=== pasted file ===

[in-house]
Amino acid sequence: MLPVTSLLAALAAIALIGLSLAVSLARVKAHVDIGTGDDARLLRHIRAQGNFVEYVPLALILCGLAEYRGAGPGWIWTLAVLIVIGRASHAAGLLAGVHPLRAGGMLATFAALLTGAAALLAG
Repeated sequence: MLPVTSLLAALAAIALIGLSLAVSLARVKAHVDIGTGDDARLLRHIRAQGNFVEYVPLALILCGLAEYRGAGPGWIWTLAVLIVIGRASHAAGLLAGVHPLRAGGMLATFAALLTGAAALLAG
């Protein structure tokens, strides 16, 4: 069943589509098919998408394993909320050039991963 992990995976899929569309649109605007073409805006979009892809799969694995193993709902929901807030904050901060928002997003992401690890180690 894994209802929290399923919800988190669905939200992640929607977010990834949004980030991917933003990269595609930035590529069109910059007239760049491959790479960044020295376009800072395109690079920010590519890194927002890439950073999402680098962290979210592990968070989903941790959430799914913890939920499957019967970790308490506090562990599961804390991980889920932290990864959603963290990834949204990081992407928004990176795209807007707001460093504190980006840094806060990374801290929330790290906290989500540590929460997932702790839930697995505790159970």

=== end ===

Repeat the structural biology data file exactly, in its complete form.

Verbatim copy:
[in-house]
Amino acid sequence: MLPVTSLLAALAAIALIGLSLAVSLARVKAHVDIGTGDDARLLRHIRAQGNFVEYVPLALILCGLAEYRGAGPGWIWTLAVLIVIGRASHAAGLLAGVHPLRAGGMLATFAALLTGAAALLAG
Repeated sequence: MLPVTSLLAALAAIALIGLSLAVSLARVKAHVDIGTGDDARLLRHIRAQGNFVEYVPLALILCGLAEYRGAGPGWIWTLAVLIVIGRASHAAGLLAGVHPLRAGGMLATFAALLTGAAALLAG
């Protein structure tokens, strides 16, 4: 069943589509098919998408394993909320050039991963 992990995976899929569309649109605007073409805006979009892809799969694995193993709902929901807030904050901060928002997003992401690890180690 894994209802929290399923919800988190669905939200992640929607977010990834949004980030991917933003990269595609930035590529069109910059007239760049491959790479960044020295376009800072395109690079920010590519890194927002890439950073999402680098962290979210592990968070989903941790959430799914913890939920499957019967970790308490506090562990599961804390991980889920932290990864959603963290990834949204990081992407928004990176795209807007707001460093504190980006840094806060990374801290929330790290906290989500540590929460997932702790839930697995505790159970």